Just install “Windows Update Blocker 1.8” and set it to “Disable Updates”.

  15. Mike said on February 6, 2024 at 6:49 pm

    Said it before and I’ll say it again, the only way Microsoft is going to get the market off of Windows 10, is if they do another GWX malware crusade, like this.

    Personally though, I’m done with Microsoft, especially I’m done doing free support for their products. Bullying people into stuff that we don’t want is where I draw the line. Also I don’t want to link my computer to an online account, because I don’t want or need a personal stalker, and I don’t want to give some scumbag on the other side of the world the ability to reach into my system and disable my stuff. From my perspective, there is zero upside to either of these.

    Thankfully I learned Linux long long ago, when I started getting bored with video games. It was a very smart decision for sure.

  16. bruh said on February 6, 2024 at 6:17 pm

    Oh please, everyone in this comment section is gonna move on from W10 once it goes EOL, why delay the inevitable? You will end up with more time to learn/master/tweak whatever OS you switch to, if you switch now.

  17. Paul(us) said on February 6, 2024 at 5:47 pm

    Could this force technique and last month’s update KB5034441 (Download error – 0x80070643) that also this month is not repaired, a new Microsoft putting pressure on their clients?

    1. VioletMoon said on February 7, 2024 at 3:48 am

      For those unaware, a recovery partition is typically configured by OEMs to repair, restore or reinstall Windows.

      Microsoft confirmed the reports that some people cannot install KB5034441 due to error 0x80070643.

      MS stated that the cause was insufficient space in a part of Windows called the Windows Recovery Environment (WinRE). This partition now needs at least 250 megabytes of free space.

      Users can go to Computer Management/Disk Management and check the partition sizes on their drive, a drive that most likely was configured by the manufacturer, unless the user completed a fresh installation.

      The problem, then, wasn’t the fault of MS, but the fault of the manufacturer who completed installations en-masse and never thought about partition sizes. Two computers I just looked at that are in for repairs have original installations and an unbelievably small WinRE partion–50MB of leftover space and the red line indicating it’s too small.

      In this case, blame the Dell, HP, Acer, Lenovo, etc. or whoever installed the OS.

      [Although a case could be made stating MS should provide better guidelines for manufactures.]

  18. Whistle + Twiddling my thumbs said on February 6, 2024 at 5:43 pm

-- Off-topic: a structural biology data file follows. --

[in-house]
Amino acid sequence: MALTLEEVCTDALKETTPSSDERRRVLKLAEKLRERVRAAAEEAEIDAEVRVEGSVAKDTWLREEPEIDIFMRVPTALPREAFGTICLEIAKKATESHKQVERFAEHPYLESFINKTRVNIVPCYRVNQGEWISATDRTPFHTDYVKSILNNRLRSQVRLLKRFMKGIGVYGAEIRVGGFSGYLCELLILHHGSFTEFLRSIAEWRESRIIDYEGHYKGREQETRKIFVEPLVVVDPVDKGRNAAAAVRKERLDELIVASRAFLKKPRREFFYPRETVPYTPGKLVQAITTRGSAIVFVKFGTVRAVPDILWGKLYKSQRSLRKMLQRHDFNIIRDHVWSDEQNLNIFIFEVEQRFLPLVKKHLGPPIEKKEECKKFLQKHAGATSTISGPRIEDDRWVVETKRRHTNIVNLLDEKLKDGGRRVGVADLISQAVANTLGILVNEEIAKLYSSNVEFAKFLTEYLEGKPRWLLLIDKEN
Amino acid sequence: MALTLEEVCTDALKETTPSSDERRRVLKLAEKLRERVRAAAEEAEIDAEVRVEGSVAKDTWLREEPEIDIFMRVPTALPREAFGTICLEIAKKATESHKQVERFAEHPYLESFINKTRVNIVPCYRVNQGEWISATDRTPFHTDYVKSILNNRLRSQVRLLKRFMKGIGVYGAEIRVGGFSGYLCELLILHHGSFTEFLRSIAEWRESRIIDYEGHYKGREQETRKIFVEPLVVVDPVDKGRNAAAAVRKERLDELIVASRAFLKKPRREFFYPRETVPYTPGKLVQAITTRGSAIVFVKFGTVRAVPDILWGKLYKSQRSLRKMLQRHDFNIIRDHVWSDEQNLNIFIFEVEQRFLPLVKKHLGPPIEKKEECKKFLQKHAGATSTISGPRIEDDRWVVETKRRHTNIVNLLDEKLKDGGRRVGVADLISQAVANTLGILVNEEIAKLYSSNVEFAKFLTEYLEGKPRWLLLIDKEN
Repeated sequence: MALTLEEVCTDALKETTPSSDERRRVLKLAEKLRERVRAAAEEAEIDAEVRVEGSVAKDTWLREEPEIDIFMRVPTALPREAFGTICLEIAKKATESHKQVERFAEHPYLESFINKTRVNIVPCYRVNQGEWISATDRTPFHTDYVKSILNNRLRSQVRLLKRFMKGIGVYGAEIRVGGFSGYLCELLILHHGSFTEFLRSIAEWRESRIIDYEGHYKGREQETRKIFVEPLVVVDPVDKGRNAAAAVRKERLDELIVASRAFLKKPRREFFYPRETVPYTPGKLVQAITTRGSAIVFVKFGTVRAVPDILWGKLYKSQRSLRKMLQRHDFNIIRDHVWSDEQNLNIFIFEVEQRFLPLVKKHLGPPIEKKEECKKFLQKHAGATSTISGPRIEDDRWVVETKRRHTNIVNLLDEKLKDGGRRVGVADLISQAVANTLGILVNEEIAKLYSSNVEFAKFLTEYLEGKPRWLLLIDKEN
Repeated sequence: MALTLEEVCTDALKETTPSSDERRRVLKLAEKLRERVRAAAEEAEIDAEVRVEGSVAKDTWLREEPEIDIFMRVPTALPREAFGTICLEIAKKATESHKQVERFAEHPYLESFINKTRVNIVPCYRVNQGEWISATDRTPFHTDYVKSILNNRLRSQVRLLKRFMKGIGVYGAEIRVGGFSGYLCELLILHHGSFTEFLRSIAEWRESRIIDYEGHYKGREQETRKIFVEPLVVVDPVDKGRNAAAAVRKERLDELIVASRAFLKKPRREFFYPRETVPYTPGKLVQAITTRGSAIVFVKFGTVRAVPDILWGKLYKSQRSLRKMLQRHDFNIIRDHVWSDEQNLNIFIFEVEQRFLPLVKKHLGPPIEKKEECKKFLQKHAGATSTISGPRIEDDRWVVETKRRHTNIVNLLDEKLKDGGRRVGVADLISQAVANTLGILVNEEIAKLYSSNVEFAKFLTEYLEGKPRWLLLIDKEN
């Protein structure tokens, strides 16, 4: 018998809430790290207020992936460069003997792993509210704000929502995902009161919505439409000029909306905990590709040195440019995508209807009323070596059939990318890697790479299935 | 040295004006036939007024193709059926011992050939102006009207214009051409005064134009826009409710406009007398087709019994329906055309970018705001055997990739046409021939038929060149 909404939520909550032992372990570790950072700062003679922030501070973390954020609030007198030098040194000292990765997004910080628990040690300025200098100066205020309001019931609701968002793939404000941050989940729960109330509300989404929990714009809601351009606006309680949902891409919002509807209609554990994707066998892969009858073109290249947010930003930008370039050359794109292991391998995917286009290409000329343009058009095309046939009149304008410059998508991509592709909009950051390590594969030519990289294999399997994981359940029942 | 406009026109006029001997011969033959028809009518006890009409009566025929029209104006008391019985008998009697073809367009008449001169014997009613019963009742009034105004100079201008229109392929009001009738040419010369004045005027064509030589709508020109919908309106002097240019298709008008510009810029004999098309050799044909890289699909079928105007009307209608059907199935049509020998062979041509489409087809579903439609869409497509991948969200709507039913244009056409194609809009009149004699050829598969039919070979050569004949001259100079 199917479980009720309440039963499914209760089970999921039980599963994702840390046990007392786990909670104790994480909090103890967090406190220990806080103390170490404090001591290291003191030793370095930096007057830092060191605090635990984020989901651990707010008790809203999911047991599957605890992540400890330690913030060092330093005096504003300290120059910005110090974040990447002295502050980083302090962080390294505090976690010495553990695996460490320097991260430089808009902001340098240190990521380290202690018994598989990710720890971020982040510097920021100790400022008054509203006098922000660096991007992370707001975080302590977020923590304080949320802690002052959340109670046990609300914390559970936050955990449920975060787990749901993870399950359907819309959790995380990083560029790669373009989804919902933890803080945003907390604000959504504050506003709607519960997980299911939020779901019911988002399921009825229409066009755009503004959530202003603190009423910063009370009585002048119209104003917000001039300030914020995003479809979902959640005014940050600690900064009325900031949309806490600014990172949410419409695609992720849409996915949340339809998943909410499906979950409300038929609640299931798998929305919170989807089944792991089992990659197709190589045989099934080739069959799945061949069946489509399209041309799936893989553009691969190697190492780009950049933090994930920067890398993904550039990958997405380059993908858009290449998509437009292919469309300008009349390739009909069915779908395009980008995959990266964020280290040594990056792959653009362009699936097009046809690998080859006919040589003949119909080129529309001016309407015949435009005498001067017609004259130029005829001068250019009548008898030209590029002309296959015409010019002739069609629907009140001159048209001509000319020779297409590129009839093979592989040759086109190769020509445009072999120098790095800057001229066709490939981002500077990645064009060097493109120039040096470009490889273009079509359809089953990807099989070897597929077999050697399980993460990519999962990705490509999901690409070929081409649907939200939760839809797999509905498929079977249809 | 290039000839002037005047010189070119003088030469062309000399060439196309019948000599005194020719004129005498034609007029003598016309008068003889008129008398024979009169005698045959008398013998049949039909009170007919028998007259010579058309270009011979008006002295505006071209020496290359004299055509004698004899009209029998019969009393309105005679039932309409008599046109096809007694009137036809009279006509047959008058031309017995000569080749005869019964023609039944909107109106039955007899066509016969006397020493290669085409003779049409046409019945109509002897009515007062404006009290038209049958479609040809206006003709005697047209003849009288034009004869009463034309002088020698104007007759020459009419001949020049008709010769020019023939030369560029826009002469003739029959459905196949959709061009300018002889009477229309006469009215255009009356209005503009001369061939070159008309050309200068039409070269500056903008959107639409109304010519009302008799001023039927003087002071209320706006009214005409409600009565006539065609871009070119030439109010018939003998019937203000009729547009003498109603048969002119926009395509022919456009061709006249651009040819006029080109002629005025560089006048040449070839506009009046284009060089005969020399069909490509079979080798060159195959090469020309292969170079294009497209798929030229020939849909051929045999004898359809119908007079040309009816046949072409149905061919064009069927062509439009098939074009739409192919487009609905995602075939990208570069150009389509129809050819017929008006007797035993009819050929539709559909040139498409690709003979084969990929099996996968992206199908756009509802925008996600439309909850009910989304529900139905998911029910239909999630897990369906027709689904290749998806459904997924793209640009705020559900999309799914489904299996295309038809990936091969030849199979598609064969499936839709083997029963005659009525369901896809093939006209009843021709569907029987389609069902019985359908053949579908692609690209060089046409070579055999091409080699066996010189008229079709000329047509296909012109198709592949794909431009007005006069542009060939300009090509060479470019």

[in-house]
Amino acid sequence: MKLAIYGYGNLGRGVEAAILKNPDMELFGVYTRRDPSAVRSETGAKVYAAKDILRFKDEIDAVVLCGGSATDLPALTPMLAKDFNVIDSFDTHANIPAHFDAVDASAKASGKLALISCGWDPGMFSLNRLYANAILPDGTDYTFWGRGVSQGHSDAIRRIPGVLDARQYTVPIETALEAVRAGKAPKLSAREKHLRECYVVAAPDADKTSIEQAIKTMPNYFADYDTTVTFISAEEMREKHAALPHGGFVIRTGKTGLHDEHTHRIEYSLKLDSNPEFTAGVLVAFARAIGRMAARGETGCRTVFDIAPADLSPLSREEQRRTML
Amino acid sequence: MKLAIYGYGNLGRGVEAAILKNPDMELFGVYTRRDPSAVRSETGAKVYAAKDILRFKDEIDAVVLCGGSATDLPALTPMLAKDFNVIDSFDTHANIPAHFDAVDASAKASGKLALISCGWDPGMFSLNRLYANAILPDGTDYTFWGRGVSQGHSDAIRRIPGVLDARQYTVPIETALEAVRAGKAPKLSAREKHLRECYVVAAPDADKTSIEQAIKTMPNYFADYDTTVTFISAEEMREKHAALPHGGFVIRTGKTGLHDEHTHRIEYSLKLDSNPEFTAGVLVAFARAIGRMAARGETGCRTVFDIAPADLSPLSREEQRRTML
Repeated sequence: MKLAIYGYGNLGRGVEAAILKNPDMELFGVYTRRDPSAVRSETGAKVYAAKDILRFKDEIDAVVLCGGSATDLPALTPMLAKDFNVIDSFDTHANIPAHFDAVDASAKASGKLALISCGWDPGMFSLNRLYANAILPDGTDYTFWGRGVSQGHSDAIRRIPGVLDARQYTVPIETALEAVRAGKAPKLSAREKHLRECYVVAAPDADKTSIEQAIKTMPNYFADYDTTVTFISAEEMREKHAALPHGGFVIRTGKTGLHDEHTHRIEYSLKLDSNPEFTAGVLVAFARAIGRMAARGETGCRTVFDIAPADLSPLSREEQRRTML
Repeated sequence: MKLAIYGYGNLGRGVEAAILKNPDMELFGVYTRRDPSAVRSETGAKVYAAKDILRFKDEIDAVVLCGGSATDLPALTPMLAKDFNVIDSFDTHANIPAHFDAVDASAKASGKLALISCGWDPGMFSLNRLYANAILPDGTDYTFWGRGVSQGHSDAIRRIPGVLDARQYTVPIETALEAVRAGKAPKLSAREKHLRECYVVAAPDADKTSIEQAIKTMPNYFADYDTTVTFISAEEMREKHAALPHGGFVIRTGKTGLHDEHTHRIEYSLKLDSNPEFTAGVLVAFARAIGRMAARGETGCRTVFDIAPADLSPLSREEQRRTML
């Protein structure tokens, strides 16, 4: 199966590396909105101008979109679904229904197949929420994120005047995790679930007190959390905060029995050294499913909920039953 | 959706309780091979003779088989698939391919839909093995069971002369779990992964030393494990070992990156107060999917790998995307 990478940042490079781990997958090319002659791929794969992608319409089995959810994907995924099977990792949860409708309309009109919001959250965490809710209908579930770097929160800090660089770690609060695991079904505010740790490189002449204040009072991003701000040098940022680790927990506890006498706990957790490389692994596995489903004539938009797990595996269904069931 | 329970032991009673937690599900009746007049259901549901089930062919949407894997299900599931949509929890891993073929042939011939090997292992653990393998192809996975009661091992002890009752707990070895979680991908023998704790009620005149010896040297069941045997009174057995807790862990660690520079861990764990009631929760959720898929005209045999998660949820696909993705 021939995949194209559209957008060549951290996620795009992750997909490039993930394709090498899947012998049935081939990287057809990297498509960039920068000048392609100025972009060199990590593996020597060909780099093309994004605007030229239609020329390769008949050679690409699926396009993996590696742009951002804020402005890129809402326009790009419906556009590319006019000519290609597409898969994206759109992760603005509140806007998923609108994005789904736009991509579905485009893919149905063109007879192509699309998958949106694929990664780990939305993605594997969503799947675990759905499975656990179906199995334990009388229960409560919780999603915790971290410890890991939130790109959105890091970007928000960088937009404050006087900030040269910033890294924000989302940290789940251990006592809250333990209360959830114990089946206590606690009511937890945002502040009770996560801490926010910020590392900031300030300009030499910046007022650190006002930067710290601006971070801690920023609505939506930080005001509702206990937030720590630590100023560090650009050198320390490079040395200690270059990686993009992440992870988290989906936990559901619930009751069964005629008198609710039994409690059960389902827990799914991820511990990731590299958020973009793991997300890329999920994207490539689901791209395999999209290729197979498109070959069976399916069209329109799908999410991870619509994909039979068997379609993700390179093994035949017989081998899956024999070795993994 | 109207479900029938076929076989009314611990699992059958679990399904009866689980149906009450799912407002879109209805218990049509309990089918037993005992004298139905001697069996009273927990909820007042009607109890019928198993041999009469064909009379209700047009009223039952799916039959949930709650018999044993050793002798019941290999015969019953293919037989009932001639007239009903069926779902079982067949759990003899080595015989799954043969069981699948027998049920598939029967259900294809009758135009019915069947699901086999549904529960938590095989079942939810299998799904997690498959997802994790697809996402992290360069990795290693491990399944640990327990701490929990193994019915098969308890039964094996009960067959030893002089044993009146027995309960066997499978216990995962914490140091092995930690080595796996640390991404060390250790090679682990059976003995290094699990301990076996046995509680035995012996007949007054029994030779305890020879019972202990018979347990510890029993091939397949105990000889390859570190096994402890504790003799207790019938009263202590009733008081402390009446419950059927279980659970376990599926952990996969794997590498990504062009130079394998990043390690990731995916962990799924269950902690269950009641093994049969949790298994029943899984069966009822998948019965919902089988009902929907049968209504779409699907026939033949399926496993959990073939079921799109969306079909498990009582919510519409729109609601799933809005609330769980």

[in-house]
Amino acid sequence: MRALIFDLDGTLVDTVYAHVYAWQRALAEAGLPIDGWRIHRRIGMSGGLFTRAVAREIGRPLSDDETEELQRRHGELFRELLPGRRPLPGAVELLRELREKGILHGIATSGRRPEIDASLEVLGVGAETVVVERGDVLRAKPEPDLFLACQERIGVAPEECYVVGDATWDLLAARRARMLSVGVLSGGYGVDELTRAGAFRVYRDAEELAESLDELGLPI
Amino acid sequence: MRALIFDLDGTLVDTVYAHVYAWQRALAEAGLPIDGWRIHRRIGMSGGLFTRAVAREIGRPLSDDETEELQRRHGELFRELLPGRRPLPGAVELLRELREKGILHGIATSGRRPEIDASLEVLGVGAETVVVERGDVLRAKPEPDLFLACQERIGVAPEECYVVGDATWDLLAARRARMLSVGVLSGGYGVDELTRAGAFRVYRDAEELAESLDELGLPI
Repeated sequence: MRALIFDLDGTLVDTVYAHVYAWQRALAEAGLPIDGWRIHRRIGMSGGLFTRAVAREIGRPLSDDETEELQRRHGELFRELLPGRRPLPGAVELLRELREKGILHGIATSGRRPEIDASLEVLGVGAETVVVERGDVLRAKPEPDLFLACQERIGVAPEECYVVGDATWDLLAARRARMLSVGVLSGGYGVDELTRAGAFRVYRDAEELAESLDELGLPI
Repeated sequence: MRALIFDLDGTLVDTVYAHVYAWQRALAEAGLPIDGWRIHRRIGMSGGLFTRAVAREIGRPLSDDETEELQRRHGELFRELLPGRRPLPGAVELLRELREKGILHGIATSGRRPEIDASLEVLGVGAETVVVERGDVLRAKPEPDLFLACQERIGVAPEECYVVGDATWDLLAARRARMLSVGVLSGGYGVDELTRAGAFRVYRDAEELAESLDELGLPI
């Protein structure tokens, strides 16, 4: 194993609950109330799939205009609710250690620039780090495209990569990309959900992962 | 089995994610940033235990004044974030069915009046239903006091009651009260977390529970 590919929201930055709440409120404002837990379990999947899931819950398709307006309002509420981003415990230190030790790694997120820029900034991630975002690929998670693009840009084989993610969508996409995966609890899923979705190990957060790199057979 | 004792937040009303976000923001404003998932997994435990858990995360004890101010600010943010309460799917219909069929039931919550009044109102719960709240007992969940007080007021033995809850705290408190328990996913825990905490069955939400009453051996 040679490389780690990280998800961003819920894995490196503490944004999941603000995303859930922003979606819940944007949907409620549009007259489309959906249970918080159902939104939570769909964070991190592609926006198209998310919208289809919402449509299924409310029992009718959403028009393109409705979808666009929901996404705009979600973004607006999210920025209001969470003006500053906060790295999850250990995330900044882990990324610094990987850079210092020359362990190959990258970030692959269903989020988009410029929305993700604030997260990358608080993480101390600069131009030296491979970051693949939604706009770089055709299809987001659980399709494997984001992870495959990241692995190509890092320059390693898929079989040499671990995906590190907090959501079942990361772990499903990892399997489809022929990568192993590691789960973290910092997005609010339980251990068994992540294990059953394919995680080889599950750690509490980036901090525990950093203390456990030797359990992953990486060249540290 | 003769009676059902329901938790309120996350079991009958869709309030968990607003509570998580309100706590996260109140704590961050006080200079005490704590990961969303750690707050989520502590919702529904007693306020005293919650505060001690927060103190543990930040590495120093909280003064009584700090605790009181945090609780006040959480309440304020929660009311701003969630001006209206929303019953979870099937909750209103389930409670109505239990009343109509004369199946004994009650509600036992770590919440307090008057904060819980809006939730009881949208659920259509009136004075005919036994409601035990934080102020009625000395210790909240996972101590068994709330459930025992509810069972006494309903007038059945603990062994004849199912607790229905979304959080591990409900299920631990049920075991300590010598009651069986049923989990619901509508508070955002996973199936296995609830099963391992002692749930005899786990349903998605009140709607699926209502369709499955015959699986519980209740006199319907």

LTSC IoT 2021 doesn’t have this problem, and obviously nor the upcoming Win 11 LTSC

  19. MrGiggles said on February 6, 2024 at 4:38 pm

    Reason #921 why my systems are, albeit slowly, moving over to Debian.

    On track to have every MS application and platform replaced well before the Win 10 EoL date.

  20. JV said on February 6, 2024 at 4:32 pm

    Upgraded Win 11 Pro over Win 10 Pro. Had some smaller issues and rolled back to Win 10 Pro.
    Issues gone.
    Then later decided to wipe Win 10 Pro and install Win 11 Pro from scratch.
    Works just fine.

  21. TimH said on February 6, 2024 at 4:18 pm

    Block the Windows 11 upgrade using Group Policy

    Computer Configuration > Administrative Templates > Windows Components > Windows Update > Windows Updates for Business

    Feature Update version
    Select Enabled
    Enter Windows 10 as product version
    Enter 22H2 as target version

    1. VioletMoon said on February 16, 2024 at 3:06 am

      What is a Group Policy ?

  22. John said on February 6, 2024 at 3:47 pm

    Microsoft struggles with getting PC’s eligible to upgrade from Windows 10 to 11 but then they pester those users. Not a great strategy in my opinion to encourage those upgrades. The aggressiveness of Microsoft these days does make me want to use Microsoft products at all.

    1. Anonymous said on February 7, 2024 at 12:16 pm


      I would have thought most people who wished to ‘upgrade’ to W11 would have already done so.

      Therefore either the user does not want to upgrade (at this point in time) or is unable to do so.

      MS aggressive strategy with a full screen pop up is hardly likely to endear the company to its users or make the user more inclined to switch to W11.

  23. Matt said on February 6, 2024 at 3:43 pm

    I tried to run Windows 11 on my personal PC for almost a year. Recently rolled back to 10 and my machine is so much faster and snappier now. Windows 11 is bloat garbage.

    1. Paul(us) said on February 6, 2024 at 6:13 pm

      And Windows 12 will not be improved as it looks up to now.

    2. John G. said on February 6, 2024 at 5:16 pm

      I agree. W11 is slower than W10 in all machines that I have seen among my family and friends. Also the printer configuration is easier in W10. :(